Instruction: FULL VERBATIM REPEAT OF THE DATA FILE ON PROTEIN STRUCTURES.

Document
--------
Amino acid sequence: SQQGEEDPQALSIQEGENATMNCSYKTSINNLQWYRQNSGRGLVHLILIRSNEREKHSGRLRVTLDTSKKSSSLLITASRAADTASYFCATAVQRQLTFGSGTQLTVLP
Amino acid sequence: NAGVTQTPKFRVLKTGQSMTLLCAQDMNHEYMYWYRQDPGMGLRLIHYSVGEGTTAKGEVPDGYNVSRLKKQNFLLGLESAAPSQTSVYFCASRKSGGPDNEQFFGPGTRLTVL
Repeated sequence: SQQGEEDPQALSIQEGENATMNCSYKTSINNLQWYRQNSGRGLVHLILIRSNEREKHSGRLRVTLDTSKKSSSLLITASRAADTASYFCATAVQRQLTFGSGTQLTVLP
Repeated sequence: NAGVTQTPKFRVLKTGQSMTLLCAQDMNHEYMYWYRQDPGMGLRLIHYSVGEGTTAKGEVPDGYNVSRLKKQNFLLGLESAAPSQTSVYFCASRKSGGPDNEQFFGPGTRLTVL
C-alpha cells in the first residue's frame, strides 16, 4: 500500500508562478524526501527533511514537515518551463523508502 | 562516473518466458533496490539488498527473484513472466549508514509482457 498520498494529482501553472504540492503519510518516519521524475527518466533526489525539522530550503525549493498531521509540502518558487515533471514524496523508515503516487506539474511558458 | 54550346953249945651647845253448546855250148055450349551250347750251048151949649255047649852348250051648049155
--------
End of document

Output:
Amino acid sequence: SQQGEEDPQALSIQEGENATMNCSYKTSINNLQWYRQNSGRGLVHLILIRSNEREKHSGRLRVTLDTSKKSSSLLITASRAADTASYFCATAVQRQLTFGSGTQLTVLP
Amino acid sequence: NAGVTQTPKFRVLKTGQSMTLLCAQDMNHEYMYWYRQDPGMGLRLIHYSVGEGTTAKGEVPDGYNVSRLKKQNFLLGLESAAPSQTSVYFCASRKSGGPDNEQFFGPGTRLTVL
Repeated sequence: SQQGEEDPQALSIQEGENATMNCSYKTSINNLQWYRQNSGRGLVHLILIRSNEREKHSGRLRVTLDTSKKSSSLLITASRAADTASYFCATAVQRQLTFGSGTQLTVLP
Repeated sequence: NAGVTQTPKFRVLKTGQSMTLLCAQDMNHEYMYWYRQDPGMGLRLIHYSVGEGTTAKGEVPDGYNVSRLKKQNFLLGLESAAPSQTSVYFCASRKSGGPDNEQFFGPGTRLTVL
C-alpha cells in the first residue's frame, strides 16, 4: 500500500508562478524526501527533511514537515518551463523508502 | 562516473518466458533496490539488498527473484513472466549508514509482457 498520498494529482501553472504540492503519510518516519521524475527518466533526489525539522530550503525549493498531521509540502518558487515533471514524496523508515503516487506539474511558458 | 54550346953249945651647845253448546855250148055450349551250347750251048151949649255047649852348250051648049155